Submitted on Behalf of Catholic Charities
According to a U.S. surgeon general’s advisory issued earlier this year, there are increasing concerns about the impact of social media, both positively and negatively, on youth mental health. With the start of a new school year weeks away, the mental health counselors at Catholic Charities of Buffalo are sharing tips for caregivers to help keep their children and teens safe online.
“With technology commonly used by students as young as kindergarten, and even more so as we have embraced virtual schooling on a larger scale, the Catholic Charities mental health counselors are frequently asked by parents and caregivers at our children’s clinics for any tips on how to keep their child and teen safe on the internet,” said Michelle Abraham, LCSW-R, assistant director of clinical services, Catholic Charities. “As you would deal with any other issue, talk with your kids and make sure they are comfortable sharing details with you about their online activity, especially if they experience something hurtful online.”
“Our best advice for caregivers is to build a trusting relationship with your child, listen without judgement, and offer compassion instead of lecturing,” Abraham continued.
Here are some other tips Catholic Charities mental health counselors recommend:
√ Consider having a family electronics basket and normalize turning in electronics during meals, homework and at bedtime. Even 30-minute increments can be a great start to limit screentime.
√ Be aware of what your child is doing online and talk with them about being safe and not sharing personal information.
√ Caregivers are encouraged to check their child’s phone, tablet and computer on occasion, especially if they notice a change in behavior. Let them know that you will randomly ask them and be monitoring their usage.
√ Many cell phone carriers have special safety features parents can use such as turning off the phone after a certain time or tracking location.
√ Use parental controls to restrict access to dangerous or unwanted sites and limit the amount of time the device can be used.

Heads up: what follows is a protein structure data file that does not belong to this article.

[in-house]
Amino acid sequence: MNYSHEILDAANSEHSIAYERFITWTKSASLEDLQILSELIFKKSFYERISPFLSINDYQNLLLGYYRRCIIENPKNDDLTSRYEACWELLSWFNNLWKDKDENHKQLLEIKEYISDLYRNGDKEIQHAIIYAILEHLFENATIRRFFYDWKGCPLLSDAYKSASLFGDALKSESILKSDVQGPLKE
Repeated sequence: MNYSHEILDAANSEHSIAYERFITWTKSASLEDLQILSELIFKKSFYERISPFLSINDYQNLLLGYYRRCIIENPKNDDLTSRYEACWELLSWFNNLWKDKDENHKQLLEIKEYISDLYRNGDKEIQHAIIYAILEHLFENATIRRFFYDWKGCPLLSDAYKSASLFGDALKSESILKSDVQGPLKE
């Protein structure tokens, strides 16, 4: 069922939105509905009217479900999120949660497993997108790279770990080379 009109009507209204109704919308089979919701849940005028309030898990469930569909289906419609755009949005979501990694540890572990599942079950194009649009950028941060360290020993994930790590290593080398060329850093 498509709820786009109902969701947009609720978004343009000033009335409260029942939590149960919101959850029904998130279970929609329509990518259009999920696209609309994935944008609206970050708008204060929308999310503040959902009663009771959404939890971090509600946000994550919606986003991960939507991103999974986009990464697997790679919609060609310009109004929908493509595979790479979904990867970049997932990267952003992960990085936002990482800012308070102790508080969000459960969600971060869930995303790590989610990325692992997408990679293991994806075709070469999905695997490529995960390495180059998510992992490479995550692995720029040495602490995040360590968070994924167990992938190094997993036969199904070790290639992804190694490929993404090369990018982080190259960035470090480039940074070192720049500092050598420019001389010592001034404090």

√ Think twice before removing social media, as not only does this risk social isolation, it also doesn’t teach them new behavior. Instead, spend time online with your child to teach them about appropriate online etiquette.
√ The American Academy of Pediatrics recommends less than one to two hours of screentime per day for children. While technology may often be needed for homework, try to engage in other “unplugged” activities such as sports, reading, art, music, or just playing outside to limit the time your child spends online, in front of a screen.
Abraham said, “Most importantly, if you notice increased online usage and changing behaviors in your child, consider seeking outside counseling with a trained clinician or speak to your child’s school about what mental wellness resources may be available.”
Catholic Charities offers individual, children and family counseling services throughout the eight counties of Western New York. For more information visit, ccwny.org/mental-wellness.
More About Catholic Charities
Catholic Charities has helped individuals and families in need since its founding in 1923. That need is varied and widespread – from emergency assistance to mental health counseling and treatment, and from specialized services for older adults to help with job training and education. Catholic Charities empowers children, families and seniors to achieve meaningful, healthy and productive lives. In all situations, Catholic Charities delivers support to meet immediate needs, and then assesses clients for other needs to ensure long-term success. An excellent steward of the contributions it receives, Catholic Charities earns high ratings from Charity Navigator for transparency and sound fiscal management, and is a Better Business Bureau Accredited Charity. Catholic Charities also receives highest ratings from the Council on Accreditation for quality service. For more information, visit ccwny.org.